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Everett Sweeley

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Title: Everett Sweeley  
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Subject: Fielding H. Yost, Washington State Cougars football, 1902 College Football All-America Team
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Everett Sweeley

Everett Sweeley
Sweeley cropped from 1900 Michigan Wolverines team photograph
Sport(s) Football, basketball, baseball
Biographical details
Born March 4, 1880
Adel, Iowa
Died September 2, 1957(1957-09-02) (aged 77)
Twin Falls, Idaho
Playing career

Position(s) Fullback, halfback, end, punter, kicker
Coaching career (HC unless noted)



Washington State

Washington State

Washington State
Head coaching record
Overall 11–9 (football)
10–9 (basketball)
20–12 (baseball)
College Football Data Warehouse

Everett Marlin Sweeley (March 4, 1880 – September 2, 1957)[1] was an American football player and coach. He played fullback, halfback and end for the University of Michigan from 1899 to 1902 and was a member of Fielding H. Yost's 1901 and 1902 "Point-a-Minute" teams. He then served as the head football coach at Morningside College in 1903 and at Washington State University in 1904 and 1905. He also coached basketball and baseball at Washington State. After retiring from football, Sweeley became a lawyer and judge in Idaho.


Early years

Sweeley was born in Adel, Iowa in 1880.[2] At the time of the 1885 Iowa State Census, Sweeley was living in Storm Lake, Iowa.[3] He attended high school at Sioux City, Iowa.

University of Michigan

Sweeley enrolled at the University of Michigan in 1899. He played four years of football at Michigan from 1899–1902 at the end, fullback, and halfback positions, but he was best known as one of the game's premier punters and placekickers.

Before enrolling at Michigan, Sweeley said he had never seen a college football game.[4] In four seasons, he missed only one game, the result of what Sweeley called "a little row with a math professor."[4]

While playing for Michigan, Sweeley set the college football record for the longest kick on record. In 1902, he kicked the football 86 yards before touching the ground.[5] Sweeley also held "an enviable distinction unboasted by any other hero of the gridiron." In four years punting for Michigan, he never had a single punt blocked.[5] Sweeley was known for punts that were both high and long. He would reportedly tell his ends accurately where each punt was to go, "and by this concerted action Michigan gained many yards."[5] Sweeley was also "an expert place kicker," scoring over 100 points for Michigan in this manner.[5] A 1906 newspaper feature reported that his greatest talent was "the running punt trick," a play in which Sweeley would run a ball "until he was hard pressed and then kick, often thus adding many yards to the ground gained."[5]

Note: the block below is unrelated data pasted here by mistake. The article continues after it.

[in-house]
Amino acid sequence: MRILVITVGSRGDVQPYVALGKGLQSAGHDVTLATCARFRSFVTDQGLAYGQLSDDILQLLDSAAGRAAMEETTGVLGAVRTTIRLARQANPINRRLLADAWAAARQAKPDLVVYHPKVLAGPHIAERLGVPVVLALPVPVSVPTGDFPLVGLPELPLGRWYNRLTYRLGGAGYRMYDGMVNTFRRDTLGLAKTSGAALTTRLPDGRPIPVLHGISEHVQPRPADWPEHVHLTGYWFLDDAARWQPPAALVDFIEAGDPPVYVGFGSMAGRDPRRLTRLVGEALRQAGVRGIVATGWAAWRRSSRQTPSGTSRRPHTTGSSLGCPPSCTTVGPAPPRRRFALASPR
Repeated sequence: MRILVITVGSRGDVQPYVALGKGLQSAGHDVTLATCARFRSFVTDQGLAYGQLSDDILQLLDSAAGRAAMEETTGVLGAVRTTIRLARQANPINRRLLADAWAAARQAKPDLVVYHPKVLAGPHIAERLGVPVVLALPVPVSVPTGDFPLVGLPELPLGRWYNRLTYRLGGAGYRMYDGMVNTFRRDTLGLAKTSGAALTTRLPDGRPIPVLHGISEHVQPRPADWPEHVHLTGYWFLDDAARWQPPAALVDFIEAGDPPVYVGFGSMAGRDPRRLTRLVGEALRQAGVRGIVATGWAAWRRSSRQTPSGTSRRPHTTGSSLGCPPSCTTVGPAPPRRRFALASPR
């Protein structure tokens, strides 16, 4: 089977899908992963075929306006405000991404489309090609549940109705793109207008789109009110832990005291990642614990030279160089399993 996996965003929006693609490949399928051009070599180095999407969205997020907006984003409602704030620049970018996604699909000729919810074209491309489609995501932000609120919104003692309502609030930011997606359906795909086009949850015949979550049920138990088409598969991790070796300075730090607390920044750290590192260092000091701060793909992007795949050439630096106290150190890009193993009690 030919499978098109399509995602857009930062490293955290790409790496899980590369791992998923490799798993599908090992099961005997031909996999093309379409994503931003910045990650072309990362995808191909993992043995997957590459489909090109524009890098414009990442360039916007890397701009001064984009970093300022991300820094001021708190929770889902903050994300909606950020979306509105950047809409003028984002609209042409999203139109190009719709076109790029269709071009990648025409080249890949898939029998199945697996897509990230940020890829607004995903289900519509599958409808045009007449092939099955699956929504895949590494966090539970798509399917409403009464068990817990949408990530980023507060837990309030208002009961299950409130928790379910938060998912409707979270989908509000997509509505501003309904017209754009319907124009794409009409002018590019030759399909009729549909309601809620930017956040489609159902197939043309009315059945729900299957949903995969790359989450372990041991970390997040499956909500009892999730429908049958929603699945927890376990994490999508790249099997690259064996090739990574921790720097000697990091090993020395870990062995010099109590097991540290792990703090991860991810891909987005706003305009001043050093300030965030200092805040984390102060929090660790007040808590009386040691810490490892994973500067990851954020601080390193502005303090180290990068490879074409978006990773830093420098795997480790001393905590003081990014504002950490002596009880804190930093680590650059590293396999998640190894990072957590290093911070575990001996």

In the 1902 Rose Bowl, Sweeley kicked four field goals and punted 21 times for a 38.9-yard average.[6] A newspaper story in 1950 reported on Sweeley's kicking ability: "Sweeley, a truly great kicker in the days when the ball resembled a pumpkin rather than the tapered oblate spheroid now in use, introduced the spiral pant to Coast fans that memorable day [in the 1902 Rose Bowl]. His towering punts outdistanced the end-over-end kicks of the Indians by 20 yards."[7]


After graduating from Michigan, Sweeley went into coaching. He served as the head football coach at Morningside College in Sioux City, Iowa for a season in 1903 and then moved to Washington State University in Pullman, Washington for the 1904 and 1905 seasons.[8][9][10] His coaching record at Washington State was 6 wins, 6 losses, and 0 ties.[11]

Later years

After retiring from coaching, Sweeley moved to Twin Falls, Idaho where he worked as a lawyer. In September 1907, he married Hazel Jury Brown (1886–1972) at Spokane, Washington. According to the 1920 United States Census, Sweeley and his wife had two children at that time, Jean B Sweeley (age 9) and Anna L. Sweeley (age 6).[12]

Sweeley also became an expert trap shooter and ballistics expert. In 1916, he won the interstate trapshooting championship.[13] He was elected prosecutor in 1938.[14]

In his draft registration card signed in April 1942, Sweeley listed his residence as Twin Falls, his employer as the County of Twin Falls, and his place of employment as the County Courthouse in Twin Falls.[2]

In 1952, Sweeley attended a reunion in California of the 1902 Rose Bowl team. At the time, Sweeley was a practicing attorney living in Twin Falls, and was recalled as "a great punter back at the turn of the century."[15] He served as a probate judge in the mid-1950s.[16][17]


External links

  • Everett Sweeley at College Basketball at

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